The GMC Astro (also known as the Chevrolet Titan) is a heavy-duty (Class 8) cabover truck that was manufactured by the GMC Truck and Coach Division of General Motors from the 1969 to 1987 model years. Succeeding the F/D-series "Crackerbox" cabovers, the Astro was marketed by Chevrolet as the Titan, serving as the largest cabover trucks ever produced by General Motors.
Following the 1980 model year, Chevrolet exited the heavy-truck segment; thereafter, alongside the Brigadier and General conventionals, the Astro was marketed solely under the GMC brand. In 1986, General Motors created the Volvo–GM joint venture with Volvo Trucks, leading to the discontinuation of the Astro in 1987. As of current production, GM has not marketed another Class 8 cabover truck (as the configuration has effectively ended production in North America).
Throughout the entire production run, the trucks were assembled in Pontiac, Michigan by the Pontiac Central Assembly facility.
In 1959, GMC introduced its Class 8 cabover trucks, replacing the previous "Cannonball" fixed-cab cabovers. Distinguished by its boxy appearance, it earned the nickname "Crackerbox." Available in a 48-inch BBC (bumper to back of cab) length, the truck was produced with an all-aluminum fully tilting cab. Alongside a 702 cubic-inch GMC V12 gasoline engine, the truck was available with the Detroit Diesel 6V71 and 8V71 engines. Along with single or tandem axle configurations, the GMC Crackerbox was available with a sleeper cab.
In the late 1960s, as American truck manufacturers introduced updated designs for cabover trucks, design work began on an all-new Class 8 cabover. Expanding the product line to the Chevrolet brand, the replacement for the GMC Crackerbox sought to expand interior space, visibility, and driver ergonomics. For the 1969 model year, the GMC Crackerbox was replaced by the GMC Astro, while the Chevrolet Titan was unveiled for the 1970 model year.
The GMC Astro and Chevrolet Titan are Class 8 cabover-engine (COE) trucks, sold in both single and tandem rear axle configurations. In contrast to the Crackerbox, the cab of the Astro was lengthened nearly six inches into a 54-inch BBC length with two sleeper cab configurations available.
In what would be a distinguishing feature of the vehicle, the Astro/Titan was produced with a wraparound dashboard; the speedometer and tachometer were placed directly in the line of sight of the driver while most secondary gauges were placed off to the side, based on their level of use.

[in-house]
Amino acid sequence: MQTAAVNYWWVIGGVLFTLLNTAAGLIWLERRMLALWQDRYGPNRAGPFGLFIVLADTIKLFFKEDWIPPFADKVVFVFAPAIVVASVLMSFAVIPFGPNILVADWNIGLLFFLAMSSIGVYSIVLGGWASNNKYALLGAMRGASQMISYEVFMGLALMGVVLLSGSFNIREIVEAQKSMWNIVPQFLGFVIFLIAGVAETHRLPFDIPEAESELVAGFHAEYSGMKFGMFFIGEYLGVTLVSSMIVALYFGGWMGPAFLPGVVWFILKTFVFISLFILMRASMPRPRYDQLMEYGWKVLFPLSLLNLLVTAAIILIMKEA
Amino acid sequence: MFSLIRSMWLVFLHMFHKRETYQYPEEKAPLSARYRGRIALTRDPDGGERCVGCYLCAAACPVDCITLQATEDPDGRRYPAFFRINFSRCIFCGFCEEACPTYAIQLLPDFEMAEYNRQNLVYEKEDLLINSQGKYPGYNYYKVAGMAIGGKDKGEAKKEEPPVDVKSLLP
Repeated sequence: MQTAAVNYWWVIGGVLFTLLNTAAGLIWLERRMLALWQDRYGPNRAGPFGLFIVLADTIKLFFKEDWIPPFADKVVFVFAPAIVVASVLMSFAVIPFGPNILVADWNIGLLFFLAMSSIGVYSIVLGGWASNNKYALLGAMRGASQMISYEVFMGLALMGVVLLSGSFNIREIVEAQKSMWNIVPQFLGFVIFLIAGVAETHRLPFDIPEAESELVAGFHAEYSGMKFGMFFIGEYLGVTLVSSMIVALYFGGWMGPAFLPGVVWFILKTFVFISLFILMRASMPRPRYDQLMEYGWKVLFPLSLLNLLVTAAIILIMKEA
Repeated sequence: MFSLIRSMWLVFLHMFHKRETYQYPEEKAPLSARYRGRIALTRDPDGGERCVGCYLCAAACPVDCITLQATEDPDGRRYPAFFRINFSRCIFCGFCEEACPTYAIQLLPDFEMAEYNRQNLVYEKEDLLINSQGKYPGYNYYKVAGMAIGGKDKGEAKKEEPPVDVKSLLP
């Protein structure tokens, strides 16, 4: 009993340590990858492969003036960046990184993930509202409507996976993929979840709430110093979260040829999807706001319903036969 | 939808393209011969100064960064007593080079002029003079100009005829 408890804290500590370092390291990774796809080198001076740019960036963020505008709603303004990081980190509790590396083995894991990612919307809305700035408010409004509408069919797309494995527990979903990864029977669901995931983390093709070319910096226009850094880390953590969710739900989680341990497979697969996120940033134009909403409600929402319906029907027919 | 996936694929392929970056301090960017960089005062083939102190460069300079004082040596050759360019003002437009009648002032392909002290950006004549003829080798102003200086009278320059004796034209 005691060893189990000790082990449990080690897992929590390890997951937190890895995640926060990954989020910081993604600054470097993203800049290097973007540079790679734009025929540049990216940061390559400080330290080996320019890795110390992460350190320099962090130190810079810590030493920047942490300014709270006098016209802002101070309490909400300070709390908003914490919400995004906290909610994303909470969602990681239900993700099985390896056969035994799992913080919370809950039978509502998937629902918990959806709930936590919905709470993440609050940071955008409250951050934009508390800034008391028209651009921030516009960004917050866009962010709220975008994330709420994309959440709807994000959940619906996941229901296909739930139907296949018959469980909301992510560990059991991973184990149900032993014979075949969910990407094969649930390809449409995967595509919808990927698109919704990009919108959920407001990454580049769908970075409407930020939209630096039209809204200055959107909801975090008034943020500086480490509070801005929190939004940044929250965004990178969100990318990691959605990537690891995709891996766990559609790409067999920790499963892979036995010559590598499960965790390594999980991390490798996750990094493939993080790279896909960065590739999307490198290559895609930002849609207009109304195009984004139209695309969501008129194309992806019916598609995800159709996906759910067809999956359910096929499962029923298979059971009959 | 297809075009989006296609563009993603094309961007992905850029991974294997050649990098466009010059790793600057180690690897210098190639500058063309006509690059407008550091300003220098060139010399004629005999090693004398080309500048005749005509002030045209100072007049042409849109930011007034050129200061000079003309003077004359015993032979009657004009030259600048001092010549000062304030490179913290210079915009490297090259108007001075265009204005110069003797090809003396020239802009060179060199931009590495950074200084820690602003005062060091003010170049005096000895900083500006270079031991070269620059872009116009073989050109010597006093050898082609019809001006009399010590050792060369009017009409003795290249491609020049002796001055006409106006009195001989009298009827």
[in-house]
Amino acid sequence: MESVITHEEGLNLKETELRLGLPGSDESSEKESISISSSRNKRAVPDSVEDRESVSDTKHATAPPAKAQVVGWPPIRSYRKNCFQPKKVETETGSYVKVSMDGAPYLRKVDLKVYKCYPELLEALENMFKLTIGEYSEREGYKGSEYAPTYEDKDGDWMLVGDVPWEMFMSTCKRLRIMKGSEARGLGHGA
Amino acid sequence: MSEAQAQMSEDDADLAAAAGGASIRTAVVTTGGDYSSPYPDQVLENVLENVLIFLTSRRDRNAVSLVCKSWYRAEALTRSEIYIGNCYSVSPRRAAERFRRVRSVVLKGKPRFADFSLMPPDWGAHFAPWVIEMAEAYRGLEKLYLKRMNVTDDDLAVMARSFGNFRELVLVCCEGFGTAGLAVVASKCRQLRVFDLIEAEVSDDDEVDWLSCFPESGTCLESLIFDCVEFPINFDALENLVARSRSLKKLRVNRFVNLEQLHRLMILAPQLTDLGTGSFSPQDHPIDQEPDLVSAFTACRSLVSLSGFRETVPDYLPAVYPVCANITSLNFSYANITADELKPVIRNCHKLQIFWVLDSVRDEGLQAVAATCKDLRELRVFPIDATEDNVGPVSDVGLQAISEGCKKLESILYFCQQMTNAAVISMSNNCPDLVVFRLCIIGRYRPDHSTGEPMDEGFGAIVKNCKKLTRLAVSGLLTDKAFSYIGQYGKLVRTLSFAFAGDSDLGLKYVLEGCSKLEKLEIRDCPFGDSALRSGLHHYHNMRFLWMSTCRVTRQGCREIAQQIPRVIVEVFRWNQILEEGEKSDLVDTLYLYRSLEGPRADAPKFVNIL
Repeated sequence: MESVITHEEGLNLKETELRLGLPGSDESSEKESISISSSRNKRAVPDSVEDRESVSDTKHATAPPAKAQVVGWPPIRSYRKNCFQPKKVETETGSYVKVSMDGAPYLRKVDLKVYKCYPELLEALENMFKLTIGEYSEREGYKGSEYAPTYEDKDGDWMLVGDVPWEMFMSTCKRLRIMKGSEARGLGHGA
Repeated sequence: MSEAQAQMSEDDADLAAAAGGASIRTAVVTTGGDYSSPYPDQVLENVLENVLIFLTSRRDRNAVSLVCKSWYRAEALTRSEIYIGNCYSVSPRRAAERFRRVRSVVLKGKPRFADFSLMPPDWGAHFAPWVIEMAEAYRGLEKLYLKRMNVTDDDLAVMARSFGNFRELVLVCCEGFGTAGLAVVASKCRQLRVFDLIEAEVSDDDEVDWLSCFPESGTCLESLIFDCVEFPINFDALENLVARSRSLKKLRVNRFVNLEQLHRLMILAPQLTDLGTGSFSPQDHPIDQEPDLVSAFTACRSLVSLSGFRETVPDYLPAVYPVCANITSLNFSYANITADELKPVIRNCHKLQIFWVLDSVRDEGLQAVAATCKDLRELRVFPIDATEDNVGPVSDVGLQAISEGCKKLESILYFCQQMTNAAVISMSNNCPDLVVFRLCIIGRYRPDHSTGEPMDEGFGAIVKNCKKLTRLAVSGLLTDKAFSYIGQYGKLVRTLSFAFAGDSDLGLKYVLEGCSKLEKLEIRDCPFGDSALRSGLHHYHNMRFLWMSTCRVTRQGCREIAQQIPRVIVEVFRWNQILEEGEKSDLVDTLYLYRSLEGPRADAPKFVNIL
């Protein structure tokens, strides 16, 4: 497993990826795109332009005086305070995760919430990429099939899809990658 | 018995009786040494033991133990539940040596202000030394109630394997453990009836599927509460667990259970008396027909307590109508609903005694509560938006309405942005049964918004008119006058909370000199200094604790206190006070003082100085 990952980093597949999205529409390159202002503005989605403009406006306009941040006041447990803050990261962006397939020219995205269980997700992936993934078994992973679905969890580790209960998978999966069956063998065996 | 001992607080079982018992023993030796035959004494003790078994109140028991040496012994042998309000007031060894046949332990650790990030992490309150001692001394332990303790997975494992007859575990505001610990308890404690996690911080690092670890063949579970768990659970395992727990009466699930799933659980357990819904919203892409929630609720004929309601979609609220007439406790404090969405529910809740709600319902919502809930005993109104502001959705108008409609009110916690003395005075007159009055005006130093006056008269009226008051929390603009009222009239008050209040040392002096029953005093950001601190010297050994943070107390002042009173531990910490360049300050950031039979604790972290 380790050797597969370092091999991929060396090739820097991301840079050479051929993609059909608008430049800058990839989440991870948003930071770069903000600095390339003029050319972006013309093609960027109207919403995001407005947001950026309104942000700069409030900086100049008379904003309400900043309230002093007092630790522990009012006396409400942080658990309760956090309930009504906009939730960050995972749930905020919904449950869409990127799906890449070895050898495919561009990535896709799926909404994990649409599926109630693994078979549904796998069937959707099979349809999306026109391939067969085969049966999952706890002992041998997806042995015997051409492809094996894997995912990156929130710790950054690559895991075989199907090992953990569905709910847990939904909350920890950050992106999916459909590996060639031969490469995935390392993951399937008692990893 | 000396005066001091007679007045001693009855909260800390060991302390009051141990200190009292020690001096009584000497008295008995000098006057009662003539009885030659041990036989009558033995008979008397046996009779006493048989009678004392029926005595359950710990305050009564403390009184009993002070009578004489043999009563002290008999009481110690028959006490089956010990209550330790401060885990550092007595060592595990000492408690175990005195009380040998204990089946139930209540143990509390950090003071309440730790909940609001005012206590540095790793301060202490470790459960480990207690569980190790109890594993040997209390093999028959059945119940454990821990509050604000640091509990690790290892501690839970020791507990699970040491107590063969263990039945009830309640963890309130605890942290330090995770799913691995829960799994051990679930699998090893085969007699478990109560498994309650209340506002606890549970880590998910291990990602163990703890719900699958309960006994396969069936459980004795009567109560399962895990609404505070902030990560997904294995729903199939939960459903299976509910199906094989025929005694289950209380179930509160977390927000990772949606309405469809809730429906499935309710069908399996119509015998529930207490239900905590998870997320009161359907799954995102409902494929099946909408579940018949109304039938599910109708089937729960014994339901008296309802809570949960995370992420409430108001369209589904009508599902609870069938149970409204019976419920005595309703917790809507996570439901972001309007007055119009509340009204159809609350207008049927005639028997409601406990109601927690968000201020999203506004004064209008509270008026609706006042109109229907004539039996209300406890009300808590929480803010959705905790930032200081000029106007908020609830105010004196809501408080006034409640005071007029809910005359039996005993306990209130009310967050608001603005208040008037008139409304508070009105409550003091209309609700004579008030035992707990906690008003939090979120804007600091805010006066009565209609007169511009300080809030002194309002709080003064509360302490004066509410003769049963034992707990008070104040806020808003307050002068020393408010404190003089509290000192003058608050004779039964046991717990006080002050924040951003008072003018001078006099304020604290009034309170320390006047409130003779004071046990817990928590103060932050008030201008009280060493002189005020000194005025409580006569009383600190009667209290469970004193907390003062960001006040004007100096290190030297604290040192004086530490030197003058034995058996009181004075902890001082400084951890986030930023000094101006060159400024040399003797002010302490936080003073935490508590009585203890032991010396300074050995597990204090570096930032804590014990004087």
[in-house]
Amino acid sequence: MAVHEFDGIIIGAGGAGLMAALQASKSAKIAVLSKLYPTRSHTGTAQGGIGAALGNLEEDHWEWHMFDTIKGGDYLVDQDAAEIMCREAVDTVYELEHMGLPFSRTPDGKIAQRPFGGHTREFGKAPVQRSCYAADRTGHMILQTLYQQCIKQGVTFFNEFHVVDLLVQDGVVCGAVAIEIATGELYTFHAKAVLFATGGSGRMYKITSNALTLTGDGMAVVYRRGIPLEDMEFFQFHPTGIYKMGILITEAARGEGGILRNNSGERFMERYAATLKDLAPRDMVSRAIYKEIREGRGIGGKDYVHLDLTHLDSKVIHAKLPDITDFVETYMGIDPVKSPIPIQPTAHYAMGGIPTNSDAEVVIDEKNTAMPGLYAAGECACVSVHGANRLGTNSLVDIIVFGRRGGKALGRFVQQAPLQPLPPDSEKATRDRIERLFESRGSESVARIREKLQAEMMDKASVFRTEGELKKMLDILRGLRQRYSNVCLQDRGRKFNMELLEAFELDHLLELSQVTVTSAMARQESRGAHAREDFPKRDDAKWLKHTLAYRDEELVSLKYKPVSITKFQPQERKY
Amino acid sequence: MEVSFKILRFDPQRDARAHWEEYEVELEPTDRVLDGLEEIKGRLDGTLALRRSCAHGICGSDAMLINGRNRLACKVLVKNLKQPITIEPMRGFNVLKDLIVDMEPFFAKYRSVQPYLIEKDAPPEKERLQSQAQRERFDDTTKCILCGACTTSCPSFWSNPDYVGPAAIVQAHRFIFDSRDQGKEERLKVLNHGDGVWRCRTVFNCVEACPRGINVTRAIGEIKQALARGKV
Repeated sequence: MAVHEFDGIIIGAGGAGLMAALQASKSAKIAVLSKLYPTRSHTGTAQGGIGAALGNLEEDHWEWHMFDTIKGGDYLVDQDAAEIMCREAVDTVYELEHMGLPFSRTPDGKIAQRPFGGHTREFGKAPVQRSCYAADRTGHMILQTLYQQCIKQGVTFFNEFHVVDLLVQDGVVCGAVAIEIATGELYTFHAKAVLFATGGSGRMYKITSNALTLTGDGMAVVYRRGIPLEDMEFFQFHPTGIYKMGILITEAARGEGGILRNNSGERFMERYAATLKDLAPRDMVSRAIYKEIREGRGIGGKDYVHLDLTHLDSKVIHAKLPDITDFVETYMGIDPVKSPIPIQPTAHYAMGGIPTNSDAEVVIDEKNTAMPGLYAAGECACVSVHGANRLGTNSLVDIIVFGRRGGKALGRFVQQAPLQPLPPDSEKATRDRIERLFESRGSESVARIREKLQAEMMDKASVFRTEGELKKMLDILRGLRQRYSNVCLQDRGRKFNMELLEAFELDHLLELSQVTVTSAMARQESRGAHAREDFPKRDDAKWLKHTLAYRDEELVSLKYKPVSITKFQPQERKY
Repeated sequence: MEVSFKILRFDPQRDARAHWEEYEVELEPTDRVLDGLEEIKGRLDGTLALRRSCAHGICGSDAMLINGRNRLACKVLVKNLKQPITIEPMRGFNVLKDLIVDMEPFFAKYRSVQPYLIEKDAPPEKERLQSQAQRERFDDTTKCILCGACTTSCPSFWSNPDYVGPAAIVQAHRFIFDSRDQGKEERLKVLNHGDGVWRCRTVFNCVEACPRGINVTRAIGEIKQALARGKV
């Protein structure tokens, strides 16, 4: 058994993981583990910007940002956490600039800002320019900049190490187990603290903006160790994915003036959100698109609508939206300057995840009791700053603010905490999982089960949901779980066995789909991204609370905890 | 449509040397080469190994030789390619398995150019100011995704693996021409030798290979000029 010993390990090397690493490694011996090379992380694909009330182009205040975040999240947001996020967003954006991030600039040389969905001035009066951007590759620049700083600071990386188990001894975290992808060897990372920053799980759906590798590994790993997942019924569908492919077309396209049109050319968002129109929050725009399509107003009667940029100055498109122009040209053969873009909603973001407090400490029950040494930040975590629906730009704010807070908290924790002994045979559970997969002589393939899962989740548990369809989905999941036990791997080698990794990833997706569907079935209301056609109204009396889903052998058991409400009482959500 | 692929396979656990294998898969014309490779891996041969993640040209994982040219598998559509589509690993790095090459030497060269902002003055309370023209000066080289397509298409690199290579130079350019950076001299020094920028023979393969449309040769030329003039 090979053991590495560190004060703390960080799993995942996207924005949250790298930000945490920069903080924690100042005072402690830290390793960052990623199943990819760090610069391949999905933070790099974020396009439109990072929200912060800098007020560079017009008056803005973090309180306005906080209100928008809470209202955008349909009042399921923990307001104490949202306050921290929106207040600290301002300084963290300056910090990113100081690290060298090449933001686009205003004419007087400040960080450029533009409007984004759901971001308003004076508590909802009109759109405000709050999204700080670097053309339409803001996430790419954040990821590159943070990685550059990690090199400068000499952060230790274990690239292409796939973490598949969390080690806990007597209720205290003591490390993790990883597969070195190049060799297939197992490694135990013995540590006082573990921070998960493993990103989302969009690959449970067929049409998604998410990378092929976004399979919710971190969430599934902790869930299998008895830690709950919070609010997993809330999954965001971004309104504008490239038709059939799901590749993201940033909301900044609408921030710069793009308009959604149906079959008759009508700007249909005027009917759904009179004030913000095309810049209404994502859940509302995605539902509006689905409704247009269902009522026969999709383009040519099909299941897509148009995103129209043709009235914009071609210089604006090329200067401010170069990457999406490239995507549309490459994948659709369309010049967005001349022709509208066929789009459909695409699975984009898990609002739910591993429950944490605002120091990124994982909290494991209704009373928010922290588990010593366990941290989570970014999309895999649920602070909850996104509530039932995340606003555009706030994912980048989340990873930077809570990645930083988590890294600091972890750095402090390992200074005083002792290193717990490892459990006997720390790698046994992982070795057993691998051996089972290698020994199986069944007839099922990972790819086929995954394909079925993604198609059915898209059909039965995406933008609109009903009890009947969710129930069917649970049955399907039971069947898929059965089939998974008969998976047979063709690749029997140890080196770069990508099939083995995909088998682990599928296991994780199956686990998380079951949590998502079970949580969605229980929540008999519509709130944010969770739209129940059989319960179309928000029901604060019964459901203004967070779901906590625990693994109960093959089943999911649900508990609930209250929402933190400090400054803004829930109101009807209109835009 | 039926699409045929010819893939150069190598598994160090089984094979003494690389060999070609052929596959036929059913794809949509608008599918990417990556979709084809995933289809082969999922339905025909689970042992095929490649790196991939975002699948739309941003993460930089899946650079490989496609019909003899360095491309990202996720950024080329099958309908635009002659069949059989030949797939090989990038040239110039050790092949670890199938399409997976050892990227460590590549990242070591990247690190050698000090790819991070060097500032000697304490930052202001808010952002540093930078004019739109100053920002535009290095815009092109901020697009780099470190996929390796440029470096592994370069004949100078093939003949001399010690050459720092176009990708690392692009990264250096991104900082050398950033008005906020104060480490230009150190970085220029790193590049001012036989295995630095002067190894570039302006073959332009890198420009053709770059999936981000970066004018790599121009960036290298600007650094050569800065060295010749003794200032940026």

In stark contrast to the boxy Crackerbox, the exterior of the Astro/Titan featured rounded body corners and wraparound windshield glass. In 1975, GMC introduced a Dragfoiler roof spoiler as an option. In an option that became standard a year later, in 1979, GMC and Chevrolet offered the SS (Special Series) package. Featuring a (much) larger radiator grille, improvements to exterior and interior trim, the SS package was meant to market the Astro/Titan towards owner-operators. In 1983, the Aero Astro option package was released, largely as an effort to improve fuel economy. Along with the Dragfoiler roof spoiler, the option package included body extension panels between the cab and trailer, an air dam below an extended bumper and an optimized radiator grille.
In a major change from precedent, when introduced in 1969, the Astro/Titan were marketed exclusively with diesel engines. The base engine was the Detroit Diesel 6-71N, with the Detroit 8V71 and Cummins N-Series diesel engines as options. In 1972, the Detroit 12V71 became available as an option; though rarely ordered, the V12 engine would remain through 1978. Although Detroit Diesel had developed a gas-turbine version of the GMC Astro in the early 1970s, fuel-economy concerns would keep it out of production. In 1977, the Cummins KT450 and Caterpillar 3406 became options; the larger engines required the addition of a larger radiator. In 1979, the 6-71 was replaced by the 6V92, making all available Detroit Diesel engines V-engines; the 6V71 was discontinued after 1980.
Following the launch of the cabover product line in 1969, the GMC Astro quickly exceeded the Chevrolet Titan in sales and market share.
In 1981, General Motors ended sales of heavy trucks by the Chevrolet Division, leading to the cancellation of the Chevrolet Bruin, Bison, and Titan. A major factor leading to the cancellation was lack of support for heavy-duty trucks by Chevrolet dealers. In contrast to other GM brands, a key requirement of GMC franchisees of the time was the ability to sell and service the entire GMC product line. In addition to light trucks, this meant a potential GMC franchise needed the ability to support medium-duty trucks, heavy-duty commercial trucks, the GMC motorhome, P-chassis, and school bus chassis. For a typical dealership, this meant dedicating profitable space that would have otherwise gone to selling passenger cars.
In 1986, Volvo AB entered into a joint venture with General Motors in heavy-truck production, with Volvo taking an 85% stake. Having already acquired White Motor Company in 1980, the joint venture would do business as Volvo GM Heavy Truck Corporation, selling trucks under the combined WhiteGMC product badge. Under the joint venture, GMC trucks were phased out in favor of White-designed Volvo GM products. The GMC Astro ceased production after the 1987 model year (coincidentally, two years after Chevrolet launched a van with the same name).
Although Volvo GM would continue sales of COE trucks under the White GMC and Western Star brands (the WhiteGMC WH and Western Star Cabover; both versions of the White Road Commander II), the GMC Astro was never directly replaced by Volvo GM, Volvo, or General Motors.
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